THE SINGULARITY OF the knife attack at Kunming station makes this Bystander wary of extrapolating its impact on both the public and authorities — and in particular whether it represents an escalation of Uighur dissent against Beijing that will require an escalation of the authorities’ efforts to suppress it.
Twenty-nine people were reportedly killed and more than 130 wounded, 20 still critically so, when a group of masked assailants wielding long knives hacked at the crowd of train travelers on Saturday evening. Police shot dead four and took one suspected assailant, reportedly an injured woman, into custody. The remainder, said at the time to number five, fled. Authorities now say it was three and that they have all been captured.
The attack was blamed in short order on separatists from Xinjiang. No evidence has been offered so far to support that claim. Equally there is nothing to discount it.
Beijing has been fighting a low-level but increasingly violent insurgency in its natural-resources-rich western reaches for decades. The 8.4 million-strong Uighur minority in Xinjiang, mostly Turkic Sunni Muslims, though far from universally supportive of the tiny separatist groups, resents the growing Han dominance of the province. It feels its culture and economic prospects being increasingly diminished. Anti-Han riots in Xinjiang’s capital, Urumqi, left some 200 dead in 2009, and ushered in another crack-down by Beijing as well as the installation of 40,000 riot-proof cameras on the streets of the city.
The Kunming station attack set several precedents, if it indeed was by Uighur separatists. First, the casualty toll was far greater than in previous attacks. Second, the attack was against the public rather than police or officials. Third, it took place in Kunming, capital of southwestern Yunnan and more than 1,000 miles from Xinjiang, though there was a suicide car bombing in Tiananmen Square late last year, said to have been carried out by Uighurs.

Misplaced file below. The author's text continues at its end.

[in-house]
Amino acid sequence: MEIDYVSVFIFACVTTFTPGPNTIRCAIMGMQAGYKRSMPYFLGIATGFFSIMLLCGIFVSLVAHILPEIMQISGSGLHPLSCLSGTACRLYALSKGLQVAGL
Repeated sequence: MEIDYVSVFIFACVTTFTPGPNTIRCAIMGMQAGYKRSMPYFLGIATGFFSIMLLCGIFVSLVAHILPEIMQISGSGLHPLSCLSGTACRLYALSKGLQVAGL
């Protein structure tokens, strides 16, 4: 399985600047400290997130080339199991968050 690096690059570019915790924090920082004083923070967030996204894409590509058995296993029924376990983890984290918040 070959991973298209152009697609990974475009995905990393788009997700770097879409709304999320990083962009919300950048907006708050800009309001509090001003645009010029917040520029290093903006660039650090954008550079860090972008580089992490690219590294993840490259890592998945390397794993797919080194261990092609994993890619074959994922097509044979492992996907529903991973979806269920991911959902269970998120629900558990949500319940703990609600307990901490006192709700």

State media are being made to walk a fine line between reporting a deadly act of terror that has shocked China and keeping questions from being raised about why the authorities didn’t prevent it happening in the first place and why Uighurs are so resentful of Han Chinese. Staging the attack in the openness of a large railway station makes it more difficult for officials to control the information flow; the first pictures of the event were posted widely on social media, and bloody. The most gruesome have been taken down. Online comment has been curtailed.
The openness of the attack also makes it more difficult to control the public narrative about the event. Hitherto, the state narrative has portrayed ethnic-religious violence in the country as terrorism originating outside China. The finger has been readily pointed at places such as Pakistan, Turkey and, more recently, Syria. The point being made is that it is not home-grown. This has proved an effective tactic for making it more difficult for dissenting ethnic minorities within China to make common cause.
Early comments in state media about the attack being “China’s 9/11” have been toned down. Such remarks misunderstand both the 9/11 attacks in the U.S. and the one in Kunming station. Washington has, however, changed its description of the Kunming station attack from an act of violence to an act of terror. Beijing will welcome that as an aid to its portmanteau crack down on dissent — and to its continuing struggle with Washington over the issues of human rights. That may turn out to be the Kunming station attack’s most lasting impact.